I'm a Victorian freelance writer & photographer living in the Macedon Ranges north of Melbourne.
Published September 21st 2016
England's Castle County
A sedate drive along the narrow, winding roads of England's northernmost county offers visitors a picture post card vista of rolling green hills and manicured estates bordered to the East by a rugged North Sea coastline. But it's a place where present day beauty and serenity belie the past, for this is Northumberland - the County of Castles and better known for its long history as a battlefield than for its scenic attractions.
For almost five centuries prior to the unification of England and Scotland the border between the two changed frequently, more often than not defined by the progress, or lack of it, of the invading Scots. Even when the two countries weren't fighting, many local families took advantage of the lull in international hostilities to sort out local feuds. Not surprisingly the majority of aristocratic households in the area were fortified. Some survive as homes or museums today, many remain only as ruins and still others have vanished completely. Those that are left combine with the region's tempestuous history to form a magnet for visitors from far and wide.
The home of a succesion of the Dukes of Northumberland, Alnwick may be better known to many as Hogwarts Castle in the Harry Potter movies or for scenes from others such as Elizabeth and Robin Hood - Prince of Thieves. Photo: Ian Gill / Footloose PhotoBank
Beautiful Alnwick Castle is currently the home of the 12th Duke of Northumberland. Its origins go back to the reign of William the Conqueror, having been erected by one of William's Barons in 1096. The castle visitors see today has stood more or less in its present form for the past 700 years, half that time as the seat for a succession of the Dukes of Northumberland.
In stark contrast to Alnwick are the ruins of Dunstanburgh Castle. Standing on a remote stretch of coastline, Dunstanburgh played little part in Northumberland's pre-unification hostilities but was destroyed by several artillery barrages during the War of the Roses and finally abandoned in 1540.
Like many of Northumberland's castles Dunstanburgh has been derelict for hundreds of years but is a favourite with visitors from around the world. Photo: Ian Gill / Footloose PhotoBank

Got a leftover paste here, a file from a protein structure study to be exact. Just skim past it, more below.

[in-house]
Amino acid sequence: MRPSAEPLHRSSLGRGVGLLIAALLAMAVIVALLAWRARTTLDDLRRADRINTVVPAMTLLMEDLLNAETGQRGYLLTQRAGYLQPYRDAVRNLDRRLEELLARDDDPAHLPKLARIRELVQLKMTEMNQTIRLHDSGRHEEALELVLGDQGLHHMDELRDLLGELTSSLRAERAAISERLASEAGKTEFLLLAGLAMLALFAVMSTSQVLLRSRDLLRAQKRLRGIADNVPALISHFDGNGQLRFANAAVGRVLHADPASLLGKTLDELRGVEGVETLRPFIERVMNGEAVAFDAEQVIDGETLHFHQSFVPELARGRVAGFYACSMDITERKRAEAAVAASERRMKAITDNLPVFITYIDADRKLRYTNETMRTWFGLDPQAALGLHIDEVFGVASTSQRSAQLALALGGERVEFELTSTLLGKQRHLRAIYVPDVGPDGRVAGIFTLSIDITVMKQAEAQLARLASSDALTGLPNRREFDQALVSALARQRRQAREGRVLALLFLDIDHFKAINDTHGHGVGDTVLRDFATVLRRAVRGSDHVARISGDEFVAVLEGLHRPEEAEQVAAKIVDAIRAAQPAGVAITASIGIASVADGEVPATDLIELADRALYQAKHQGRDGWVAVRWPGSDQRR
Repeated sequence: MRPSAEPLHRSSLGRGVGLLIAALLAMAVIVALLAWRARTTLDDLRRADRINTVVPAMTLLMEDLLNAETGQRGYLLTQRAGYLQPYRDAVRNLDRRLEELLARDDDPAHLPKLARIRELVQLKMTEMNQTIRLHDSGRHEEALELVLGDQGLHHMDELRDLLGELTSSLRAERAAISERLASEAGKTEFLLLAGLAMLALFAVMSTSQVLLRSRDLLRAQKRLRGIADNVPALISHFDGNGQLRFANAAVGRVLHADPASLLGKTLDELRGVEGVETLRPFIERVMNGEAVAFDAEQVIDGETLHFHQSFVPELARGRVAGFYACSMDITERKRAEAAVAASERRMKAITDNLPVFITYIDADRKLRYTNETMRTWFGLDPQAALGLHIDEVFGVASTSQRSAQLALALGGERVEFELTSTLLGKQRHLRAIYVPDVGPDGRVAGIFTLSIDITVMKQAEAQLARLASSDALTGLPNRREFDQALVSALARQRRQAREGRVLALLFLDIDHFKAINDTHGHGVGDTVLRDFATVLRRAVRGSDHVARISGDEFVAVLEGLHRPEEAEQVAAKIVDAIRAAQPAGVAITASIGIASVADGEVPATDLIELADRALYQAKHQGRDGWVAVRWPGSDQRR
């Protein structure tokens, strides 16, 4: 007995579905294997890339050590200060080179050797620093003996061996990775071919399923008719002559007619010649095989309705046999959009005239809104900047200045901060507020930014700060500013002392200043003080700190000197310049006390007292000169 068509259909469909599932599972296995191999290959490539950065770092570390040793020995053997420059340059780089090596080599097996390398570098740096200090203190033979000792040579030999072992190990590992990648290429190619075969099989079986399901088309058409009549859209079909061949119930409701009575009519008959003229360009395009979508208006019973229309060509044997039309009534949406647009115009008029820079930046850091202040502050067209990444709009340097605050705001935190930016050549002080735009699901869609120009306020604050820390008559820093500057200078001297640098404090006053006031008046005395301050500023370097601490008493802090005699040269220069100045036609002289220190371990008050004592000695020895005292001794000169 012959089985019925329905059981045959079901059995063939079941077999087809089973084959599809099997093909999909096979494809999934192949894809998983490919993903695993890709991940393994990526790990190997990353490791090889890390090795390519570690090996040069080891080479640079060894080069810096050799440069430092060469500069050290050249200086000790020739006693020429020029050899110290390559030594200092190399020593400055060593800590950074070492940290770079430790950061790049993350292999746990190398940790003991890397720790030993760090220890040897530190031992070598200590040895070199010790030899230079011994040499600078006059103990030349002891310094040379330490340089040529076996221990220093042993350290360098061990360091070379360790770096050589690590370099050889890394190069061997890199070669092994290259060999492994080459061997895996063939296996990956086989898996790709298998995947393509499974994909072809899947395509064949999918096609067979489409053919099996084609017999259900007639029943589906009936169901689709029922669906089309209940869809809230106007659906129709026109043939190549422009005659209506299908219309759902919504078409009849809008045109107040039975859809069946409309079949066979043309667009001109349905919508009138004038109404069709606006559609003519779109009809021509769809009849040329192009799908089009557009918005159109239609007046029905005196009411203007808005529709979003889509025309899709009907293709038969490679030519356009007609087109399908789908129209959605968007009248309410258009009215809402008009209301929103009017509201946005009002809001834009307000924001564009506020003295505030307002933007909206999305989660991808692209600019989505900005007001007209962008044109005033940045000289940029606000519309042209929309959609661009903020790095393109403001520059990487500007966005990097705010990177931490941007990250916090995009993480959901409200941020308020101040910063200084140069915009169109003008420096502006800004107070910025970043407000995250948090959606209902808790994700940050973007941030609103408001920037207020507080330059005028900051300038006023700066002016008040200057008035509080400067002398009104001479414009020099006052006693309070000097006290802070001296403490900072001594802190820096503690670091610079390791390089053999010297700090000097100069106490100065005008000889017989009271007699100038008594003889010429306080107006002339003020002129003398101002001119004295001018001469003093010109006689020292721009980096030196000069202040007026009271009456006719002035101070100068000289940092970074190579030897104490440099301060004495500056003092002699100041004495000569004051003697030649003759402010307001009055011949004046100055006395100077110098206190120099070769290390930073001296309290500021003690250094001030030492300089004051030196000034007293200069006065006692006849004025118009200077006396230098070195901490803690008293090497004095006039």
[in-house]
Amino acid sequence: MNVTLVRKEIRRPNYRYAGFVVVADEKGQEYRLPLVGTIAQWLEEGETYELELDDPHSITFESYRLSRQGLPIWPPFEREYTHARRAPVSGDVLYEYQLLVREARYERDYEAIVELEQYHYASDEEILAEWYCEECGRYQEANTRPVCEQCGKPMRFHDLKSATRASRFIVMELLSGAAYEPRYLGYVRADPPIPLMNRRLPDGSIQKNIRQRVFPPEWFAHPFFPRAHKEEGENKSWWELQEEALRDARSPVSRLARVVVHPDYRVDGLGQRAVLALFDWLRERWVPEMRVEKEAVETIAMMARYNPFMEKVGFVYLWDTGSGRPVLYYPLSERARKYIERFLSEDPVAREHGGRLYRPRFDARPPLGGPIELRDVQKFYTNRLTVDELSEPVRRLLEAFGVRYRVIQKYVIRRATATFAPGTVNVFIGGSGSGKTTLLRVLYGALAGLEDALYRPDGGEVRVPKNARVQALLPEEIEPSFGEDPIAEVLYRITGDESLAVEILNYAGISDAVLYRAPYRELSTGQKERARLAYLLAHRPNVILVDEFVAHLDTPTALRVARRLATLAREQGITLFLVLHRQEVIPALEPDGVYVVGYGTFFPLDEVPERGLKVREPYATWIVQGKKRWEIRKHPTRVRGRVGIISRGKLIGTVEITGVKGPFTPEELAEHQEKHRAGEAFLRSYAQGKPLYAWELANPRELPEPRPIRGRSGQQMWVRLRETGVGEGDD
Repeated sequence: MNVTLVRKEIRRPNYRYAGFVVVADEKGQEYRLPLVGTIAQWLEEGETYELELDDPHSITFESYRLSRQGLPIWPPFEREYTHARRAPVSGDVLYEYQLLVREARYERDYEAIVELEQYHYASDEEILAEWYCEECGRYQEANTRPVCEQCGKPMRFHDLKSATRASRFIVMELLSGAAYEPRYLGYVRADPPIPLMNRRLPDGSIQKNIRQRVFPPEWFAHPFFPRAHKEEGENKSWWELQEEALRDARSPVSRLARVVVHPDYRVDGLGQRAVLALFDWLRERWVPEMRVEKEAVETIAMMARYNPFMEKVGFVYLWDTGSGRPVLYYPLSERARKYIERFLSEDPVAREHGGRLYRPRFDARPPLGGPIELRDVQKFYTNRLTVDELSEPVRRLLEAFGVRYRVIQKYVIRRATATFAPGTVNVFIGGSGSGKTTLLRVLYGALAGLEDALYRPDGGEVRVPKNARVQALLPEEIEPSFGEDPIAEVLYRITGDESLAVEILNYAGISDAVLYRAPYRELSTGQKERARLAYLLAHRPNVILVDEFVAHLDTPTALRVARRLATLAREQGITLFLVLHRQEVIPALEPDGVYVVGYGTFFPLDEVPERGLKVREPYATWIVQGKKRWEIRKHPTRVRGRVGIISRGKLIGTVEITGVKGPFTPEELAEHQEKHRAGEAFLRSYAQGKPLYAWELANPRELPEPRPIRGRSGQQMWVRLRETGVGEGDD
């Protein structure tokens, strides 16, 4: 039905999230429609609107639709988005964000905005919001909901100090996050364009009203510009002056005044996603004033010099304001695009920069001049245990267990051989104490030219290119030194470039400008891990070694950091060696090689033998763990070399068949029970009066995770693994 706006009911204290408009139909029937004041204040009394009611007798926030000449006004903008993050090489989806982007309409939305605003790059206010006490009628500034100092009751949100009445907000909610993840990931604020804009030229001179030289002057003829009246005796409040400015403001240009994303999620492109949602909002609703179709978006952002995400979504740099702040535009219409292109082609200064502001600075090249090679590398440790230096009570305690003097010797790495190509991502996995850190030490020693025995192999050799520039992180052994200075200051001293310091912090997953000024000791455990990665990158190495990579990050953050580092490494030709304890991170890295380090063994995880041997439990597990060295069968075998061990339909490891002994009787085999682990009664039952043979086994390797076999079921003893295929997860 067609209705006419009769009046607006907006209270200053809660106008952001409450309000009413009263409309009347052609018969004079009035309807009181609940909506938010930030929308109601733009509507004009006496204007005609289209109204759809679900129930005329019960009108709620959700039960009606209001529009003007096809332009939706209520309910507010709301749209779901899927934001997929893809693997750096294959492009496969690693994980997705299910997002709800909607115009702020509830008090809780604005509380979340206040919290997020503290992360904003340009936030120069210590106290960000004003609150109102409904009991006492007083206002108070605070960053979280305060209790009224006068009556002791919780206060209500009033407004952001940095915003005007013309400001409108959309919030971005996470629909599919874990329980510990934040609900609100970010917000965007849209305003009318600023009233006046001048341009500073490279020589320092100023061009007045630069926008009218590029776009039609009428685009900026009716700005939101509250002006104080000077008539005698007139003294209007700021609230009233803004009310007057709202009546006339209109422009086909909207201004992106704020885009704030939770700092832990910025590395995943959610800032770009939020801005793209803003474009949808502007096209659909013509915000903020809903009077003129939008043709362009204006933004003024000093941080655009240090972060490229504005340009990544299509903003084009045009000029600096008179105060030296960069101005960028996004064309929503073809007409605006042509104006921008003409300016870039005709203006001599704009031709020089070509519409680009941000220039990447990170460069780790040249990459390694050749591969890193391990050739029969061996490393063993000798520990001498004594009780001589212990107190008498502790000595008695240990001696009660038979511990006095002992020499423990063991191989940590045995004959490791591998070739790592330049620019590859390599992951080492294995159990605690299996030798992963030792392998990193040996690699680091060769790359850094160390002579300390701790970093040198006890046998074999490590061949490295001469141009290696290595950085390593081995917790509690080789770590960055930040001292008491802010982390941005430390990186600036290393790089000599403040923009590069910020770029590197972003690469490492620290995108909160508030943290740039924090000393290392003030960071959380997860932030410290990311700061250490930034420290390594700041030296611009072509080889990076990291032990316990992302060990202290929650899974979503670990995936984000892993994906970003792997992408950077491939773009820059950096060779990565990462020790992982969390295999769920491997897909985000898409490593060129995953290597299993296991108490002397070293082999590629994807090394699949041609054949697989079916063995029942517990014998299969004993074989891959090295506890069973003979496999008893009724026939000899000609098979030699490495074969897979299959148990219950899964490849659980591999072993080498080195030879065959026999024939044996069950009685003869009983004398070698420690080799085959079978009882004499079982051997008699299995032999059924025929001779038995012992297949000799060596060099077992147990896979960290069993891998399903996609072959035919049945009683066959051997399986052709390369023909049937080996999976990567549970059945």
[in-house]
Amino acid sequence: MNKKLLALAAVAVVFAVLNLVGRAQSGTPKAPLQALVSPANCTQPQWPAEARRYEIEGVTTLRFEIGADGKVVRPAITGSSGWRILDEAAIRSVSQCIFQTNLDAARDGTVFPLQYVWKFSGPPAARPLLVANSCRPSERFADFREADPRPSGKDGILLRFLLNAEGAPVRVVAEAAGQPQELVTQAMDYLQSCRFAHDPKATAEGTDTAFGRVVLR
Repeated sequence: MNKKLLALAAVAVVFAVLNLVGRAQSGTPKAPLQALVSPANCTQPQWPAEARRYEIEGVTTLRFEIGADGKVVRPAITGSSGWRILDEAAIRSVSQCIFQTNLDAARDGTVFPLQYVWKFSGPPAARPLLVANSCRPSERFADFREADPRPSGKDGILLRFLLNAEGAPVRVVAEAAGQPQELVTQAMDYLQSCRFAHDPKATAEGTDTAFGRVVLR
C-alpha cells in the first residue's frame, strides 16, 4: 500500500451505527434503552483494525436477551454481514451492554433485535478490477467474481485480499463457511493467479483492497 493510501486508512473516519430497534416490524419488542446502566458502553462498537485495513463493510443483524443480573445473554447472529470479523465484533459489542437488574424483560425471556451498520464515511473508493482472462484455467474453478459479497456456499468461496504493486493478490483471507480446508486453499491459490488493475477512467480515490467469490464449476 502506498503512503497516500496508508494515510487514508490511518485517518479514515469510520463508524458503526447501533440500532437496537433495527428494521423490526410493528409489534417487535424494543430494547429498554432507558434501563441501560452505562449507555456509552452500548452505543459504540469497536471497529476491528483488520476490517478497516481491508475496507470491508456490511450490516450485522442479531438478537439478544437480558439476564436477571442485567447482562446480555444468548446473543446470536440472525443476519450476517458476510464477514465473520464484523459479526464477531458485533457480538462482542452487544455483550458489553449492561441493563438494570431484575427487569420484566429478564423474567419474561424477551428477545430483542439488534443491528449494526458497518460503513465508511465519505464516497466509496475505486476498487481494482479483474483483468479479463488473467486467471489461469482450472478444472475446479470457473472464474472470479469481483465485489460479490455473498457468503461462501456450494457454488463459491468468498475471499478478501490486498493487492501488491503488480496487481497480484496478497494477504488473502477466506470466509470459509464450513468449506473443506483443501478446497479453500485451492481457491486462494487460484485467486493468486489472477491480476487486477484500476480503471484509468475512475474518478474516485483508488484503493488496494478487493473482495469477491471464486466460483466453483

One of my favourite Northumbrian ruins is Etal Castle.
The home of Robert Manners, Etal was initially a small, undefended Manor House which was fortified in 1341 as a result of increased incursions into northern England by Scots raiders. Manners initially constructed a fortified residential tower followed by the Gate House and the surrounding defensive wall.
The remains of Etal Castles three storey accommodation tower. Photo: Ian Gill / Footloose PhotoBank
Etal was captured by the Scots in 1513, taken by the armies of Scotland's King James IV as they moved south to engage the English. But their victory was short-lived and shortly afterwards the Scots, estimated to number between 40,000 and 60,000 men, were defeated at the nearby Battle of Flodden by a much smaller English force of just 26,000.
Etal's fortifications date back to 1341 aimed aimed at residents against marauding Scottish raiders. Photo: Ian Gill / Footloose PhotoBank
Today Etal Castle has an excellent display and audio tour detailing the taking of the castle, as well as the Battle of Flodden and Branxton Hill. The site of the battle is just a short distance away.
Etal Castle Gate House. Comparitively small, Etal's defences were no match for James IV's invading armies but, once they were defeated at nearby Flodden, it was used to store captured Scottish artillery. Photo: Ian Gill / Footloose PhotoBank
Perhaps the most historically significant and best preserved of Northumberland's castles is Banburgh, dating back to 567 AD. It was then that the Anglo-Saxon King Ida built a wooden fortress on Whin Sill, the volcanic outcrop on which Banburgh stands today.
His ancestor, King Oswald, reigned from 633 to 642 AD, a period in which the kingdom of Northumbria was ruled from within Banburgh, and the castle and its surrounds became a centre for both education and the arts. Oswald also sought to convert his subjects to Christianity and supported the construction of a monastery on nearby Lindisfarne. But all this came to an untimely end when, in 993 AD, marauding Vikings left the castle in ruins.
Banburgh Castle sits atop Whin Sill, a rocky and windswept volcanic outcrop. Photo: Ian Gill / Footloose PhotoBank
Reconstruction, this time in stone, took place throughout the 11th century until, by 1272, Banburgh was very much as visitors see it today. Again destroyed, this time in 1464 during the War of the Roses, the castle remained in ruins for centuries until acquired by William, the First Lord Armstrong in 1894. A restoration program initiated by him was completed in 1903 and Banburgh has been the Armstrong family home since that time.
These and a variety of other castles highlight Northumberland's unique heritage and colourful history which is on show for all to see thanks to the wonderful work of English Heritage.
And, despite the county's bloodthirsty past, visitors are assured a warm welcome from the modern day population. The largest city in close proximity to the majority of Northumberland's castles is Newcastle upon Tyne.
No visit to the north of England would be complete without a discovery tour featuring Northumberland's castles and its war-torn history. Photo: Ian Gill / Footloose PhotoBank